Andy Mager '83 and Peter Johnson '67 should have waited a few weeks before extolling the now infamous Goldstone Report to support their anti-Israeli views (Mail Room, May/June). In an April essay published in the Washington Post, Richard Goldstone wrote that if he'd known when the report was written what he knows now, "the Goldstone Report would have been a different document."
"Although the Israeli evidence that has emerged since publication of our report doesn't negate the tragic loss of civilian life," Goldstone continues, "I regret that our fact-finding mission did not have such evidence explaining the circumstances in which we said civilians in Gaza were targeted." Goldstone then writes that Hamas had not conducted any internal investigations of its own, but that Israel devoted considerable resources into looking into more than 400 accusations of operational misconduct in Gaza. Perhaps Mager and Johnson might have written different letters had they waited a bit.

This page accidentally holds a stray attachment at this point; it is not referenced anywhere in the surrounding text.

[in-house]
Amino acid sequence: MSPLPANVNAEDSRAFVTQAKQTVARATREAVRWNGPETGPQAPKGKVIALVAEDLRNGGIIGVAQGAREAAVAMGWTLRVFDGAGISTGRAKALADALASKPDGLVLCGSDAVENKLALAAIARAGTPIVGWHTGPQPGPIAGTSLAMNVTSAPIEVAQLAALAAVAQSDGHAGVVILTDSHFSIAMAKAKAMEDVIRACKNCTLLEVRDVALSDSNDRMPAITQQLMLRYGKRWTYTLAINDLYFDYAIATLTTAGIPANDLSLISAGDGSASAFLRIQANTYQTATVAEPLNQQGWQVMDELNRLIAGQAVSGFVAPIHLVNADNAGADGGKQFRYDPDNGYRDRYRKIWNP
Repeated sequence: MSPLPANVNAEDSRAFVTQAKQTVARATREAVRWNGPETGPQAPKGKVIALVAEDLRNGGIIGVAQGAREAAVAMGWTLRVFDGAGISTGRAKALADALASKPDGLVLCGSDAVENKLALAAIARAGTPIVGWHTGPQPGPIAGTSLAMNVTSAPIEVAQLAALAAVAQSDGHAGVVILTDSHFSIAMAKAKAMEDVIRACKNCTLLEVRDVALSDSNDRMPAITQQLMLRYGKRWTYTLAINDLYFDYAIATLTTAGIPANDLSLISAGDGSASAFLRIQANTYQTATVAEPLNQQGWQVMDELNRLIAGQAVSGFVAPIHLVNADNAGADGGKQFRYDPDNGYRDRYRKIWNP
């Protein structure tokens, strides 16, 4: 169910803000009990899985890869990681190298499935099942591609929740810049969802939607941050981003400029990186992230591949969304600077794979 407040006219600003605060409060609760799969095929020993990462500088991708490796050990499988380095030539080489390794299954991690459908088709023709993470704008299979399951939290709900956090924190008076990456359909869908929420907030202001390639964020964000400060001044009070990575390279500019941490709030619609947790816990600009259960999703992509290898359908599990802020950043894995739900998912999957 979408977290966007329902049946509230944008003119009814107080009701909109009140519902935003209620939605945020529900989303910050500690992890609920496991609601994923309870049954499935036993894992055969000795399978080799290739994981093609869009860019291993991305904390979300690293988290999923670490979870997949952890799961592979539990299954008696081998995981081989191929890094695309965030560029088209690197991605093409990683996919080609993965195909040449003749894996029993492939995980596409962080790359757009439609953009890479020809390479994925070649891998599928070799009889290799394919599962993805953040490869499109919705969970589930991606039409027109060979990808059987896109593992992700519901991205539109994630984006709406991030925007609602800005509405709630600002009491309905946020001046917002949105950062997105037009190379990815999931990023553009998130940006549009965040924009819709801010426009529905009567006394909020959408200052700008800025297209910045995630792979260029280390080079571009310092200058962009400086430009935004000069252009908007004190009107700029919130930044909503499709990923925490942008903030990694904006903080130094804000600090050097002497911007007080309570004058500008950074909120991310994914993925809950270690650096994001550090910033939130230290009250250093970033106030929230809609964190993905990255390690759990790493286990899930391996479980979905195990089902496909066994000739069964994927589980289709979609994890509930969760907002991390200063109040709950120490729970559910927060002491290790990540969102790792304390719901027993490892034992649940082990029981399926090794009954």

Sheldon Siegel '56
Read Goldstone's complete essay, "Reconsidering the Goldstone Report on Israel and War Crimes" at www.washingtonpost.com.